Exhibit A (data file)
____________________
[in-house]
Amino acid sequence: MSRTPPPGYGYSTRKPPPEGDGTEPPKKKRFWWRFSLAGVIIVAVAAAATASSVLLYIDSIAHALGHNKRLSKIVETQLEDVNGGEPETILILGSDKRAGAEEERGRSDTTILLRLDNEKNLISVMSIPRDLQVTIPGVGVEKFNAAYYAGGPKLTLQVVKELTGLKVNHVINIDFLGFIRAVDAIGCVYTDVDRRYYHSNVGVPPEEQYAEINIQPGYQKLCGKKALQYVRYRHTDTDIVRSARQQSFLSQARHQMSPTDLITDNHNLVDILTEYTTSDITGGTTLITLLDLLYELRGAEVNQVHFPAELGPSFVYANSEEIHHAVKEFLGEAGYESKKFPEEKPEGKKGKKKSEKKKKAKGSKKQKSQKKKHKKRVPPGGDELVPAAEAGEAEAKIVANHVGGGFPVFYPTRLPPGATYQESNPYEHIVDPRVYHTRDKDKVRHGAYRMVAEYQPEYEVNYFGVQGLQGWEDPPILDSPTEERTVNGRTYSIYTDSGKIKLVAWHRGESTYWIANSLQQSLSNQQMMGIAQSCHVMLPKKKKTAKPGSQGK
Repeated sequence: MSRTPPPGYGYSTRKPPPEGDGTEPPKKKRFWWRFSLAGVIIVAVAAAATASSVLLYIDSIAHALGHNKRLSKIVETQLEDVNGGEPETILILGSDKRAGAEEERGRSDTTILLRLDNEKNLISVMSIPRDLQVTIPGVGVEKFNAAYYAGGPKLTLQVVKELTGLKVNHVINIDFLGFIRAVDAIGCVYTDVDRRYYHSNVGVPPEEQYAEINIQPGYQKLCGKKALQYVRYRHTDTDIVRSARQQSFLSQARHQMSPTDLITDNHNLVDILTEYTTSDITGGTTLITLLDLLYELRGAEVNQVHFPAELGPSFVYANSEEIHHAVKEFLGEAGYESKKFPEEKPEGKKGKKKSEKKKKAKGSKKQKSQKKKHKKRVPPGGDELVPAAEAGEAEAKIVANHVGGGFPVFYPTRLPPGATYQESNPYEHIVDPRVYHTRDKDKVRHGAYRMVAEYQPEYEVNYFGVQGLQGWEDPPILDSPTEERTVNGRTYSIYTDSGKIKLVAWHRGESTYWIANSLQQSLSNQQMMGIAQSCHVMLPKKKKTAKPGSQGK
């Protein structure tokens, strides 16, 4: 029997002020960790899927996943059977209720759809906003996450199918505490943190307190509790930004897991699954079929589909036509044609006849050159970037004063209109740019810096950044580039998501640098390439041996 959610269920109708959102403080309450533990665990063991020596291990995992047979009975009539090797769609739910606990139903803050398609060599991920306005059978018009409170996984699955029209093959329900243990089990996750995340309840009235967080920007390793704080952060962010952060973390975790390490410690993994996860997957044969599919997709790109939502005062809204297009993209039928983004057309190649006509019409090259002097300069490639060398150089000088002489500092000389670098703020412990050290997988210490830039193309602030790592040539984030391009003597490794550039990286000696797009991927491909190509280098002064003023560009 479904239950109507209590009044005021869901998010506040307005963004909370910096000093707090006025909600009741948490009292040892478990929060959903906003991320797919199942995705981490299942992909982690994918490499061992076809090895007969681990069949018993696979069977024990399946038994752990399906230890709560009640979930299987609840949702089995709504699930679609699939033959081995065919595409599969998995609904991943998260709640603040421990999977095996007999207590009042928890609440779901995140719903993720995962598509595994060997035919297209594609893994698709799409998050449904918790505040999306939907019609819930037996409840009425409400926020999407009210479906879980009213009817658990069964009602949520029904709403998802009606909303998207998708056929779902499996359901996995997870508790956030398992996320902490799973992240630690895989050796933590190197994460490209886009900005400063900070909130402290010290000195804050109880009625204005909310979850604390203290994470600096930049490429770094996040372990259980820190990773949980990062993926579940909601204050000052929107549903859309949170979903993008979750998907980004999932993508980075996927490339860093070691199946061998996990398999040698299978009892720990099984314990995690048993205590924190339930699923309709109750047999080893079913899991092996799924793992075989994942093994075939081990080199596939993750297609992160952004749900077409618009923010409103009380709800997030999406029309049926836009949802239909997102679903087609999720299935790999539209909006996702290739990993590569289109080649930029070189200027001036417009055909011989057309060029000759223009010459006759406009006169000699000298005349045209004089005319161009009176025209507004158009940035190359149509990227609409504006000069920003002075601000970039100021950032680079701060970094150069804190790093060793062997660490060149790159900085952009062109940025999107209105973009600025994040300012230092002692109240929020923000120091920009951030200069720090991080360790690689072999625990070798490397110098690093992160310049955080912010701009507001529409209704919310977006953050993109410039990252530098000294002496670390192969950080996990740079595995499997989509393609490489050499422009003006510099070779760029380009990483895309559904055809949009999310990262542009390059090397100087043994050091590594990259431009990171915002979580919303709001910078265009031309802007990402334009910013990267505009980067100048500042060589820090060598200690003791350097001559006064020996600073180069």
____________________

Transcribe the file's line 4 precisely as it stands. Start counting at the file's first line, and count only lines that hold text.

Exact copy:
């Protein structure tokens, strides 16, 4: 029997002020960790899927996943059977209720759809906003996450199918505490943190307190509790930004897991699954079929589909036509044609006849050159970037004063209109740019810096950044580039998501640098390439041996 959610269920109708959102403080309450533990665990063991020596291990995992047979009975009539090797769609739910606990139903803050398609060599991920306005059978018009409170996984699955029209093959329900243990089990996750995340309840009235967080920007390793704080952060962010952060973390975790390490410690993994996860997957044969599919997709790109939502005062809204297009993209039928983004057309190649006509019409090259002097300069490639060398150089000088002489500092000389670098703020412990050290997988210490830039193309602030790592040539984030391009003597490794550039990286000696797009991927491909190509280098002064003023560009 479904239950109507209590009044005021869901998010506040307005963004909370910096000093707090006025909600009741948490009292040892478990929060959903906003991320797919199942995705981490299942992909982690994918490499061992076809090895007969681990069949018993696979069977024990399946038994752990399906230890709560009640979930299987609840949702089995709504699930679609699939033959081995065919595409599969998995609904991943998260709640603040421990999977095996007999207590009042928890609440779901995140719903993720995962598509595994060997035919297209594609893994698709799409998050449904918790505040999306939907019609819930037996409840009425409400926020999407009210479906879980009213009817658990069964009602949520029904709403998802009606909303998207998708056929779902499996359901996995997870508790956030398992996320902490799973992240630690895989050796933590190197994460490209886009900005400063900070909130402290010290000195804050109880009625204005909310979850604390203290994470600096930049490429770094996040372990259980820190990773949980990062993926579940909601204050000052929107549903859309949170979903993008979750998907980004999932993508980075996927490339860093070691199946061998996990398999040698299978009892720990099984314990995690048993205590924190339930699923309709109750047999080893079913899991092996799924793992075989994942093994075939081990080199596939993750297609992160952004749900077409618009923010409103009380709800997030999406029309049926836009949802239909997102679903087609999720299935790999539209909006996702290739990993590569289109080649930029070189200027001036417009055909011989057309060029000759223009010459006759406009006169000699000298005349045209004089005319161009009176025209507004158009940035190359149509990227609409504006000069920003002075601000970039100021950032680079701060970094150069804190790093060793062997660490060149790159900085952009062109940025999107209105973009600025994040300012230092002692109240929020923000120091920009951030200069720090991080360790690689072999625990070798490397110098690093992160310049955080912010701009507001529409209704919310977006953050993109410039990252530098000294002496670390192969950080996990740079595995499997989509393609490489050499422009003006510099070779760029380009990483895309559904055809949009999310990262542009390059090397100087043994050091590594990259431009990171915002979580919303709001910078265009031309802007990402334009910013990267505009980067100048500042060589820090060598200690003791350097001559006064020996600073180069």